The natural gas stream is passed in series through the tubes of three heat exchangers 6, 8 and 10 by means of lines 12 and 14 for reducing the temperature of the natural .gas to about 53 F. The three heat exchangers 6, 8 and 19 are cooled by a relatively high temperature level refrigeration cycle, preferably utilizing propane as the refrigerant. Condensed propane is stored in a surge drum 16 at a pressure of about 183.7 p.s.i.a. and a temperature of about 98 F. This propane is supplied through a line 18 tothe shell of the heat exchanger 6 for initially cooling the natural gas feed stream passed through the tubes of the respective heat exchanger. It may also be noted that a portion of the propane refrigerant at about 98 F. is conveyed on through a line 20 for another refrigeration operation, as will be described.

The propane being conveyed through the line 18 to the heat exchanger 6 is expanded from about 183.7 to about 87.2 p.s.i.a. into the shell of the heat exchanger by means of a suitable expansion valve 22. The valve 22 is controlled by a liquid level controller 24 mounted on one end of the heat exchanger to control the liquid level of the propane in the heat exchanger 6. The propane in the heat exchanger 6 cools the natural gas feed stream from about 94 F. down to about 52 R, such that a portion of the liquid propane in the shell of the heat exchanger 6 will be boiled to provide both vapor and liquid propane in the heat exchanger 6. The propane vapor is withdrawn from the top of the heat exchanger 6 through a line 26 and returned to an intermediate stage of the compression portion of the refrigeration cycle, as will be hereinafterdescribed. Liquid propane is withdrawn from the heat exchanger 6 through a line 28 and in turn fed to the shell of the medium pressure propane heat exchanger .8. a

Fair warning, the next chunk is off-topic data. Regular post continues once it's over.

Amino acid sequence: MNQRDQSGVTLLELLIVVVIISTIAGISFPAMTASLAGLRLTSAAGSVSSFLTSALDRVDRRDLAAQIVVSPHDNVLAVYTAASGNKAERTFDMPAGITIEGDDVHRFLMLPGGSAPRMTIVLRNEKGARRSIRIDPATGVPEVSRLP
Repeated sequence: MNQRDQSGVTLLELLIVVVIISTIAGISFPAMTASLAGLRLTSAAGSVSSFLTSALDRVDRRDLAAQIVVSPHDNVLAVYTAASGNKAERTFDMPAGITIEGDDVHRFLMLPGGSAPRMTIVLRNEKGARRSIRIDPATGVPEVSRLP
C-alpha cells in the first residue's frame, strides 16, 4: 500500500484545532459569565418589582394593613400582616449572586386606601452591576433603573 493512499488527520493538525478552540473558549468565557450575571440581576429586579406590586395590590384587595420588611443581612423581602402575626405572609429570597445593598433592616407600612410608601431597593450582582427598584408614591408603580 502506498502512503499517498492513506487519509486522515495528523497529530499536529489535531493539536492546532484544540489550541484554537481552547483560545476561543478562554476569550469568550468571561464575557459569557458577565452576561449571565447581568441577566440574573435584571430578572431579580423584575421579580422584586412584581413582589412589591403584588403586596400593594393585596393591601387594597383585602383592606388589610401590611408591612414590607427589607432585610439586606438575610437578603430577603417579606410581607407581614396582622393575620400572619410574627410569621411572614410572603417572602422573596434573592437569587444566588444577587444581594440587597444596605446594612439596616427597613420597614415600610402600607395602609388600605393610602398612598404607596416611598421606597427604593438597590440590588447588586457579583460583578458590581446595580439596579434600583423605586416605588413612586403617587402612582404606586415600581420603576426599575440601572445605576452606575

The propane conveyed through the line 28 will be at a pressure of about 87.2 p.s.i.a. and a temperature of about 47 F. As this propane is being fed into the heat exchanger '8 it is expanded down to a pressure of about 33.5 p.s.i.a. by use of an expansion valve 30, to substantially reduce the temperature of the propane entering in the heat exchanger 8, and remove an additional amount of heat from the natural gas feed stream flowing through the tubes of the heat exchanger 8. The natural gas will be reduced from about 52 F. down to about 2 F. by passage through the tubes of the 'heat exchanger 8. The expansion valve 30 is controlled by a liquid level controller 32 mounted on one end of the heat exchanger 8. The transfer of heat from the natural gas to the propane in the heat exchanger 8 will, as before, provide a boiling of the propane in the shell, thus the heat exchan er 8 will contain both vaporous and liquid propane. The propane vapor is withdrawn from the top of the shell through a line 34 and returned to another intermediate stage of the compression portion of the refrigeration cycle, as will bedescribed. The liquid propane in the heat exchanger 8 is withdrawn through a line 36 and partially passed through an expansionvalve 38 .to the shell of'the heat exchanger 10.